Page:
Tag Archives: hurt

Human (spoken word video)

Sexual harrassment threatens to make us beasts and objects, but we’re human. I share my journey of healing and forgiving. Performed live at Slam Africa.


No new goals for me. I’m still recovering from last year

Australian Paralympic Committee [CC BY-SA 3.0], via Wikimedia Commons

This past semester I experienced conflict, frustration, or loss in almost every area of my life. I desperately needed support, but many of my support systems were shaky. I didn’t want to talk badly about any given person to a mutual friend or online, and I didn’t want to dump my burdens on someone I was just getting to know – so I struggled to find people I could share appropriately with who were also available.

Sometimes I feel that I should be over more of it by now. I do have peace in certain areas, but I’m still recovering. Today I’m acknowledging just how tough this was and just how brave and strong I was. Even when I felt rejected, I kept reaching out to others. Even when I was tempted to take things personally, I clung to the truth of God’s love for me and my worth. In the midst of everything, I still excelled in my classes, found fulfillment at work, and invested in my communities. I apologized, gave constructive feedback, journaled, prayed, forgave, and grieved. I continued to trust in and cry out to God.

It’s okay that I’m still in process and don’t have all the answers. It’s amazing that I even survived, much less maintained healthy habits and processed so much already. It’s really a testimony to God’s grace. I’m grateful that God sustained me, including through many unexpected people who stepped up with support.

So as I enter 2018, I’m not quite ready for new goals or challenges. I’m taking comfort in the words of Psalm 147:3, “He heals the broken-hearted and binds up their wounds.” Here’s hoping for a year of healing.


Dumpster Diving Artist

Dirty White Trash (with Gulls), 1998 by Tim Noble and Sue Webster

Dirty White Trash (with Gulls), 1998
by Tim Noble and Sue Webster
6 months of the artists’ trash, 2 taxidermy seagulls

When I started this site a year ago, I had just read Daring Greatly by Brenee Brown. I intended to share vulnerability in healthy ways.

I stepped out blindly onto a path and soon found myself climbing a mountain.

This year I faced my feelings, including loneliness and homesickness. I faced shame about my work and my worth. I faced hurt from the past and anxiety about the future. And that’s only the list of what I shared on the internet!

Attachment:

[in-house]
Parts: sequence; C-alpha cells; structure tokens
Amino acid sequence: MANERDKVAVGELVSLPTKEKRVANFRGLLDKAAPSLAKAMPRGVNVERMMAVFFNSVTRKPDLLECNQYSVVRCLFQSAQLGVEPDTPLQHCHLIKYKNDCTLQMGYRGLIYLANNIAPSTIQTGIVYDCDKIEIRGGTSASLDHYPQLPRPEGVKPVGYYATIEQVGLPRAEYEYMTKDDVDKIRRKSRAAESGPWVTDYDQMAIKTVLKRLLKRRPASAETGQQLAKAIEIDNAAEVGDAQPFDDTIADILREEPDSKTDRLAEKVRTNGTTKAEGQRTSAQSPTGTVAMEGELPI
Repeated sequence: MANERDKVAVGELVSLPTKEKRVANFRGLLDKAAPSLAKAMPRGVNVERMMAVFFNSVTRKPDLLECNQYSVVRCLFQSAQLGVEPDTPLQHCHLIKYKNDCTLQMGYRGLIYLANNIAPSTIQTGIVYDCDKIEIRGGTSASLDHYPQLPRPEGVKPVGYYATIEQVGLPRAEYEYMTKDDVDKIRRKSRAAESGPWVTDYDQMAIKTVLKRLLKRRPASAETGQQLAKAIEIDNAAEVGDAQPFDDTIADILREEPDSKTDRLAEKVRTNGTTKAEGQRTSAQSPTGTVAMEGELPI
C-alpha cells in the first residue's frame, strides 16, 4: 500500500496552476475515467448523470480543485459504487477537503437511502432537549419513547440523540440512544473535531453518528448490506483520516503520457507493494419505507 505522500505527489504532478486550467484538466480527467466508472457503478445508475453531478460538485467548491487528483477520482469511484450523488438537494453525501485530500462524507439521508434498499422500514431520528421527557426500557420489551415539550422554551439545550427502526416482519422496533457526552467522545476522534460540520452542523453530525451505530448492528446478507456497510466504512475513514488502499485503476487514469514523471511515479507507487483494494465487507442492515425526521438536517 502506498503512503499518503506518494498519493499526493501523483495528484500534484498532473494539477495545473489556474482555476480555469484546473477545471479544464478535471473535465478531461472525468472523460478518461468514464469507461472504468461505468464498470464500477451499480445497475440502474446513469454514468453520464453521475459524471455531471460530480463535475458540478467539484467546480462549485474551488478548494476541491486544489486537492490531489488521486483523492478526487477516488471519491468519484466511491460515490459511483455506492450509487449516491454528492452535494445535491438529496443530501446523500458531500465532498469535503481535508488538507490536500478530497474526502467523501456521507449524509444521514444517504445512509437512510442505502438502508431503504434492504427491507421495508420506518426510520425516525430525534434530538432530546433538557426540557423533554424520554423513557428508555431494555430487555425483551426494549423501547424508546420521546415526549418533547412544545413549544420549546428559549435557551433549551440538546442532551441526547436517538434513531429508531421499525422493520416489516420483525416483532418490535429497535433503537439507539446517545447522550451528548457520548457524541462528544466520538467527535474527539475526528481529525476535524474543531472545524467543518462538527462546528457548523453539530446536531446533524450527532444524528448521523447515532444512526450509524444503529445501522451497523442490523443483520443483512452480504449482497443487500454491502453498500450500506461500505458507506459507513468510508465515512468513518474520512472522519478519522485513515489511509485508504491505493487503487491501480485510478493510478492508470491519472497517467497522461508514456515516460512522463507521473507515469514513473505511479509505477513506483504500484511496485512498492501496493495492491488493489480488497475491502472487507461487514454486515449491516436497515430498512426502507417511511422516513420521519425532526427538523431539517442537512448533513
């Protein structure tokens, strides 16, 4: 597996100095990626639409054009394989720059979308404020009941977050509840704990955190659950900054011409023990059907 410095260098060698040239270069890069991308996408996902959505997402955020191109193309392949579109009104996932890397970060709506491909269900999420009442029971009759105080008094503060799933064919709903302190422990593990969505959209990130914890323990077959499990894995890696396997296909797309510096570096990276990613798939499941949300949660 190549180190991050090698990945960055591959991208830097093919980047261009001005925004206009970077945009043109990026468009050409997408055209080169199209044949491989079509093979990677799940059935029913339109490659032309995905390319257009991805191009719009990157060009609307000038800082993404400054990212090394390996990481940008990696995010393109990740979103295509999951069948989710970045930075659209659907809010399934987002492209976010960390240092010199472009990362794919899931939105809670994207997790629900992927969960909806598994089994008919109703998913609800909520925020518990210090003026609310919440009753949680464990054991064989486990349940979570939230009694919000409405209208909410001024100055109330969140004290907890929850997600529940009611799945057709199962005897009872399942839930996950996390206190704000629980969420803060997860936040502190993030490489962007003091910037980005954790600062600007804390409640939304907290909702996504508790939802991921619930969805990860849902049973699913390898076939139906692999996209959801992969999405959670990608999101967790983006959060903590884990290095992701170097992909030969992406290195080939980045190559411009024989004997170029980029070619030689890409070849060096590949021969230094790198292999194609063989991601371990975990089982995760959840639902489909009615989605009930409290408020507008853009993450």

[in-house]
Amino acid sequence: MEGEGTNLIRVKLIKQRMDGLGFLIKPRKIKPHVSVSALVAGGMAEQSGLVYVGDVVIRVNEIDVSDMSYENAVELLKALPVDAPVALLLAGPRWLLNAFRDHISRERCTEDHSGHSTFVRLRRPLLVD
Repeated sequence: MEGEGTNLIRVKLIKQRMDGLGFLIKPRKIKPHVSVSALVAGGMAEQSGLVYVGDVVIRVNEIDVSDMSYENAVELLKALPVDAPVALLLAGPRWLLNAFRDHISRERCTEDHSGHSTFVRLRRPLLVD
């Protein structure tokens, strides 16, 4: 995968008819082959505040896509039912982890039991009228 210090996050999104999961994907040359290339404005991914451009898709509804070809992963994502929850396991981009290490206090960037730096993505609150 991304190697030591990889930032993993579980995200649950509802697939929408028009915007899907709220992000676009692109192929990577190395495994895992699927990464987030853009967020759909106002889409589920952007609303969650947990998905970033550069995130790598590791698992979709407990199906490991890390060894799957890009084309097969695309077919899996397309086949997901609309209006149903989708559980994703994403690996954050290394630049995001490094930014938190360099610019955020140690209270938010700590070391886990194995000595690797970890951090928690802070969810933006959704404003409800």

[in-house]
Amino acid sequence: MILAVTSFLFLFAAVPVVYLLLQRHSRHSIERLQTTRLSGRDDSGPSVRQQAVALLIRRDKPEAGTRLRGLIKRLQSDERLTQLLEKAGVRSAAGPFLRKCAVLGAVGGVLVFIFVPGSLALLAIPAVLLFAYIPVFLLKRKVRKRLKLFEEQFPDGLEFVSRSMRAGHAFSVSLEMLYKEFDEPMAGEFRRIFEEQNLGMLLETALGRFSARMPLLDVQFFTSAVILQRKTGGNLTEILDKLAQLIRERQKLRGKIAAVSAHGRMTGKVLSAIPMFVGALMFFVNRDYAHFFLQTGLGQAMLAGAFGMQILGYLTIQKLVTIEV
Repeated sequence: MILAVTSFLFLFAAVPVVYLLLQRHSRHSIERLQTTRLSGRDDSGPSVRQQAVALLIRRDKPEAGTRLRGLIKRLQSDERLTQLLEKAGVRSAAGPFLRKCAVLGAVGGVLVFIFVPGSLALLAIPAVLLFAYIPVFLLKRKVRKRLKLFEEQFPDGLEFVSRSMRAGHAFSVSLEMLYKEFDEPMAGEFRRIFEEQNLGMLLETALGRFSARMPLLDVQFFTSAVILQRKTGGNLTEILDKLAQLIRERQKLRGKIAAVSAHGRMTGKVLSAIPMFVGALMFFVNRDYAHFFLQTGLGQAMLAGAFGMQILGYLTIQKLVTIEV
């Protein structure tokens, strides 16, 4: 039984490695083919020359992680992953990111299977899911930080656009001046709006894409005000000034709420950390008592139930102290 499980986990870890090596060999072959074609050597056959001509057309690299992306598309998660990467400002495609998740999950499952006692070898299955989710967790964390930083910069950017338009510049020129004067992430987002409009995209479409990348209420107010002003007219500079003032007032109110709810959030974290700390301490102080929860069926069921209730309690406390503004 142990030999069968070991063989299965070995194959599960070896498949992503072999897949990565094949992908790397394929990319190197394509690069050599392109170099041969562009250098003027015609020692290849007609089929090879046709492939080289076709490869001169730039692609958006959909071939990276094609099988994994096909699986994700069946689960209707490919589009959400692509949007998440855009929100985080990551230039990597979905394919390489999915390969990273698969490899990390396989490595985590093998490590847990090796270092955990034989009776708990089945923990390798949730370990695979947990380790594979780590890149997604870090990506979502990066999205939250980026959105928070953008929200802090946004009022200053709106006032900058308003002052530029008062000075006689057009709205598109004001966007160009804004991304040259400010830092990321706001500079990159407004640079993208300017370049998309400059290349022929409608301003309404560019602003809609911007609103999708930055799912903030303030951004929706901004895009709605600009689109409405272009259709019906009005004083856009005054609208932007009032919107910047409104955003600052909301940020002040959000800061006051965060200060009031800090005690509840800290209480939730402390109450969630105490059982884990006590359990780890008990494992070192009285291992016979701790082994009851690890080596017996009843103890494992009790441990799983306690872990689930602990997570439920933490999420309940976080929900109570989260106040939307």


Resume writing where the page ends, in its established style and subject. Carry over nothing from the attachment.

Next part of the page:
I didn’t want to deal with pain. But God had thrown away the painkillers I’d always used to escape. I realized I needed to find healing for my hurts. When I brought them to God, I heard: “You are my daughter, in whom I am well pleased. You are understood. You are home.

So this year was harder than I expected, but I was also braver than I thought possible. It’s been an adventure, I suppose. As Nicole Nordeman sings, “sitting in the rubble, I can see the stars.”

In Mark Shaw’s Work, Play, Love he talks about how theologian Jonathan Edwards’ categorized beauty: Simple beauty was symmetry. Complex beauty was a harmony of opposites, where beauty absorbs and transforms ugliness. Moral beauty was love for persons. God was complex moral beauty. This year I have seen how God absorbs the sin and brokenness of the world and makes something deeply beautiful.

When I first began to grasp the concept of grace, I wrote a poem about God using the imperfections and brokenness of a lightbulb to create a stained glass masterpiece. I called God a dumpster diving artist.

The creator made us beautiful, but we hurt ourselves and each other, resulting in a broken mess that should’ve been thrown out. But God wasn’t ready to give up on us. God dove into the dumpster of this world with us and became a human. Jesus immersed himself in people’s sickness, poverty and hurt. He opened his arms to our pain – and kept them open wide in a torturous death.

But God – what infinite moral complex beauty! – turned death into life, defeat by torture into eternal victory. And that’s why in heaven, there will be no pain. In the presence of such a God, bones take on flesh, ashes become beauty (there’s a song about that too). This is not the art that we envision. But the Holy Spirit invites us to join in. We too can make a collage or quilt from scraps.

Creating art and writing to share here has helped me look at my life in a new light. I can see that this year’s trash has been recycled by a dumpster diving artist into a new creation. And I hope I’m joining the Creator in making some garbage art.